Forging Backwards to a Grand Bargain
Note: nothing can be unsaid, so here it is: this is a parody. If you must, read the original here.
Forging Backwards to a Grand Bargain
THIS is not an easy time to be president, house minority leader, or liberal writer. We’re out of airspeed, altitude, and ideas. Our intellectual cupboard is bare, and the only thing we have in surplus is our own anger. Indeed, if our anger could be turned into oil, we’d provide energy independence today (even though we’d be opposed to using it on principle because we need more green jobs).
Alas, it’s just anger, and it’s weakening us — just like it did when Jimmy Carter governed this great land and we similarly sapped our own national vitality and precious bodily fluids. Sadly, we have underinvested in the sources of our strength — large government programs — over the last five decades, opting to borrow rather than save and invest. We chose massive borrowing and deficit spending, leaving us with a huge deleveraging challenge (let’s call the solution ‘inflation’), millions of mortgages under water (from the hurricanes and global warming) and the economy in high-speed reverse (when what we need is high-speed rail). The way ahead? Our political system, now more than ever, requires a bigger benevolent bureaucracy of good and wise knowledge to direct us.
I’ve been arguing that the only antidote to this debilitating situation is a Grand Bargain between the two parties of rationality — the left and the further left — one that provides phantom out-year cuts to spending and immediately raises additional tax revenues to get our fiscal house in order, while making short-term investments (the new code word for ‘spending’) in the sources of our strength: new schools and community colleges we don’t need; scientific research on global warming; much-needed bicycle and unicycle trails and paths; free bandwidth; high-speed rail, and; jobs for federal employees at airports, post offices, Amtrak terminals, and bus stations that can cushion this recession. While President Obama has talked generally about such a Grand Bargain, he has never put a detailed offer before the American people, choosing to wait for someone else to move so he can approve, criticize, veto, or vote present as needed.
Thursday night in his speech before Congress, President Obama finally rose to the Grand Bargain challenge in his normal brilliant, thoughtful, profound, credible, and substantive fashion.
The revenues that he is proposing to pay for his $447 billion plan — which he has promised to unveil on Sept. 19, after he learns how to work Excel — could even work in foreign countries like Ireland, Portugal, and Spain. Some enticing ideas — like payroll tax cuts — will be embraced by Republicans unless they see through the scheme. The president’s proposal to generate some new jobs with targeted investments in infrastructure and education — like modernizing 35,000 schools (40,000 would be too much) — can produce short- and long-term outcomes like greater deficits and a move towards Greece-like credit ratings and insolvency.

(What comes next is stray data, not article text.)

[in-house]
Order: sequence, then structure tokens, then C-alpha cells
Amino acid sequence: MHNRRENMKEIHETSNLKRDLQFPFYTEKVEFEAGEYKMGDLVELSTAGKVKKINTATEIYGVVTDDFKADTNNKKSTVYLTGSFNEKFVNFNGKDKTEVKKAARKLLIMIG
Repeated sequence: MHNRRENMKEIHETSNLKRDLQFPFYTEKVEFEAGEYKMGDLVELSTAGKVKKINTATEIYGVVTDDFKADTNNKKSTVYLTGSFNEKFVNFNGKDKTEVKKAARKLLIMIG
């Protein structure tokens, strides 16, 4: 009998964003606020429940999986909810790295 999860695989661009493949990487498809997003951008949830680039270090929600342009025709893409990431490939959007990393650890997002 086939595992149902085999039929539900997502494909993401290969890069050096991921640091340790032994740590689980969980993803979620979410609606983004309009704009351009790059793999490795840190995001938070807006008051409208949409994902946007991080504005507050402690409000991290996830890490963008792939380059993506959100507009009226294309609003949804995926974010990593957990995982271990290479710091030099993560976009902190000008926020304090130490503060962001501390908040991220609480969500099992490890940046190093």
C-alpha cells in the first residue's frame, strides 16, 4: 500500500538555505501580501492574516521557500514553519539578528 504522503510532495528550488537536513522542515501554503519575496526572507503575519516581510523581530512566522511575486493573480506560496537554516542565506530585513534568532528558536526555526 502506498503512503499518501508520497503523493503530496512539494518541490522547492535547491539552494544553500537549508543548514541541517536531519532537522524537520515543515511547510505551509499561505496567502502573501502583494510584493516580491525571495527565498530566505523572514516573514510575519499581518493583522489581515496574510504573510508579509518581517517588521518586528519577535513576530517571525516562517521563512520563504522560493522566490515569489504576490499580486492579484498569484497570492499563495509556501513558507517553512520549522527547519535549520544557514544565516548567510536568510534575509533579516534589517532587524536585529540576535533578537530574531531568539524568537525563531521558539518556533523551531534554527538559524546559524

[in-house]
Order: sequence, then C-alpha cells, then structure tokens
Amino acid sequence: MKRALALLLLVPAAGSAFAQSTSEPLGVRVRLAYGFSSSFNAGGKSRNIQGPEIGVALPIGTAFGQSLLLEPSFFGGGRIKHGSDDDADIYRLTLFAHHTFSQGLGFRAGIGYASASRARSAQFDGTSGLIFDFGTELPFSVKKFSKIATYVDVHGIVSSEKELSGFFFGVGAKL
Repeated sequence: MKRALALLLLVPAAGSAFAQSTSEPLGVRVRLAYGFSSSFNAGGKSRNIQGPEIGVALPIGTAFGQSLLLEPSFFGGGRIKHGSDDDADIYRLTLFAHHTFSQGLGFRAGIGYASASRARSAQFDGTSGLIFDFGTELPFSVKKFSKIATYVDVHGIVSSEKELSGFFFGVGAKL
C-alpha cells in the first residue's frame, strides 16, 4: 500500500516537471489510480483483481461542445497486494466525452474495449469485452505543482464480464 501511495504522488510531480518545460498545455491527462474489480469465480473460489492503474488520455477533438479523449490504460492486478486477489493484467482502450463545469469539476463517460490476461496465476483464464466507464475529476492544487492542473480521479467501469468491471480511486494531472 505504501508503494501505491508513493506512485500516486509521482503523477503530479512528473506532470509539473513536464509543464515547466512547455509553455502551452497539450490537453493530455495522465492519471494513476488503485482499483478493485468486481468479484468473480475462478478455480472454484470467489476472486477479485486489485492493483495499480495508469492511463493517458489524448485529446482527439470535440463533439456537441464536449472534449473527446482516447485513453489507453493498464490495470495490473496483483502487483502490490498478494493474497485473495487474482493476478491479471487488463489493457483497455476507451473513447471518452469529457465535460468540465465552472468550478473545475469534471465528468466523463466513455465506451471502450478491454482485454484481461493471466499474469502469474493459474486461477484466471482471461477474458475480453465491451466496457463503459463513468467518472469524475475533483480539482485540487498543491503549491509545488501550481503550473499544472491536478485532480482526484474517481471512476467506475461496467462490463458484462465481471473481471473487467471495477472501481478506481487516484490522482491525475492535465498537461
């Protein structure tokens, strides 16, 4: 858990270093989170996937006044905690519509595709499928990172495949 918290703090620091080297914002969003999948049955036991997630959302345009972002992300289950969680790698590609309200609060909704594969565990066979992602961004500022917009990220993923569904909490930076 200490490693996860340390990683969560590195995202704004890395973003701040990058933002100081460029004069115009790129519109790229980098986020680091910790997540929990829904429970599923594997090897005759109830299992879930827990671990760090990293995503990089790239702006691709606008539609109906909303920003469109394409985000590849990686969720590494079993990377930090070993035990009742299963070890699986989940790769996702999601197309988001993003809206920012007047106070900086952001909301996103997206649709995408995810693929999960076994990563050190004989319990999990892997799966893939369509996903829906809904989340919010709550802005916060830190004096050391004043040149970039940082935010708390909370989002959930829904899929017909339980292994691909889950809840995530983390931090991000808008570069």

“After a painful and, for many, inexplicable delay, the administration is finally shifting from an ineffectual series of ad-hoc measures to an ineffectual, comprehensive, and enduring program,” commented Mohamed El-Erian, the chief executive of the bond manager, Pimco.
Will the G.O.P. compromise with the president, accepting his brilliant, worthy, and profound proposal in full?
If the G.O.P. thinks it can just obstruct Obama and hope that the economy tanks — thankfully, Obama was able to put just the right touches on the disastrous economy he inherited, bringing us back from the brink — it will be a mistake. I believe most Americans want the major elements of this and other, earlier Grand Bargains, such as free internet, free health insurance, and free mortgage bailouts, both in substance and in style. Americans want to see our politicians working together, acting collectively, and pursuing Obama’s vision of good government jobs for all and an economy based on goods and services no one ever has to pay for. Although I’m largely making my analysis up because I want Obama’s political survival, my sense is we misunderestimate how much the toxic political rancor in Washington today casts a pall over the whole economy.
Those who doubt my assessment might want to give a call to Howard Schultz, the C.E.O. of Starbucks (as if you could get through). Schultz got so fed up with Washington politics that he bought a full-page ad in this newspaper, urging Americans not to give political donations to incumbents of either political party until they show a real willingness to compromise and fix our mess. Inexplicably, Americans responded by telling Schultz to “Shut up and brew.”
Schultz told me, “I’ve been inundated with messages from people I’ve never met who tell me to quit wasting the shareholders money on the New York Times. And a person at Starbucks sent me an e-mail the other day with the Pledge of Allegiance and underlined was one word: ‘indivisible.’ The people in Washington should reread the Pledge of Allegiance and look up ‘indivisible.’ Another sent me a text saying ‘Have a nice day.’ A third clicked on “like” on my Facebook page. So as far as I’m concerned, these things are an affirmation of my grandstanding and American’s right to free government coffee, proudly served by Starbucks.”
President Obama has offered a brilliant, legitimate, constructive, useful, positive, and beneficial proposal to forge a Grand Bargain with Republicans. Several G.O.P. leaders indicated that they intend to look at it seriously before dismissing it. With Europe headed down the drain, China and the rest of the world needs America’s big government programs now more than ever.